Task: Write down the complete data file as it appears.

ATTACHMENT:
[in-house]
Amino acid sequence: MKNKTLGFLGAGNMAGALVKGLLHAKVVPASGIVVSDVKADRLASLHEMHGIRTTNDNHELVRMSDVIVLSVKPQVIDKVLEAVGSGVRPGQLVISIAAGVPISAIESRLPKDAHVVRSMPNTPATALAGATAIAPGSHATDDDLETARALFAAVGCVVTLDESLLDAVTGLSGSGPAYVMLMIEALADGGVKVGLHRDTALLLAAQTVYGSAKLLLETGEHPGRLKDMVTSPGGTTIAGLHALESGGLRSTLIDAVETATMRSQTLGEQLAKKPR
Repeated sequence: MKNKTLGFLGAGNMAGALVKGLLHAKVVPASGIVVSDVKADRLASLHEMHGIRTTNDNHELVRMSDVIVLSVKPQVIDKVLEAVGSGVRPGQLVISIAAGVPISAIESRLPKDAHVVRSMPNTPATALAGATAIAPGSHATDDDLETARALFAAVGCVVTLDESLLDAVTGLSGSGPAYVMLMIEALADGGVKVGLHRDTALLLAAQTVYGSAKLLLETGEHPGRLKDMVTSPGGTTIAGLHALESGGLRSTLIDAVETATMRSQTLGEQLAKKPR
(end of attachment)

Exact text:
[in-house]
Amino acid sequence: MKNKTLGFLGAGNMAGALVKGLLHAKVVPASGIVVSDVKADRLASLHEMHGIRTTNDNHELVRMSDVIVLSVKPQVIDKVLEAVGSGVRPGQLVISIAAGVPISAIESRLPKDAHVVRSMPNTPATALAGATAIAPGSHATDDDLETARALFAAVGCVVTLDESLLDAVTGLSGSGPAYVMLMIEALADGGVKVGLHRDTALLLAAQTVYGSAKLLLETGEHPGRLKDMVTSPGGTTIAGLHALESGGLRSTLIDAVETATMRSQTLGEQLAKKPR
Repeated sequence: MKNKTLGFLGAGNMAGALVKGLLHAKVVPASGIVVSDVKADRLASLHEMHGIRTTNDNHELVRMSDVIVLSVKPQVIDKVLEAVGSGVRPGQLVISIAAGVPISAIESRLPKDAHVVRSMPNTPATALAGATAIAPGSHATDDDLETARALFAAVGCVVTLDESLLDAVTGLSGSGPAYVMLMIEALADGGVKVGLHRDTALLLAAQTVYGSAKLLLETGEHPGRLKDMVTSPGGTTIAGLHALESGGLRSTLIDAVETATMRSQTLGEQLAKKPR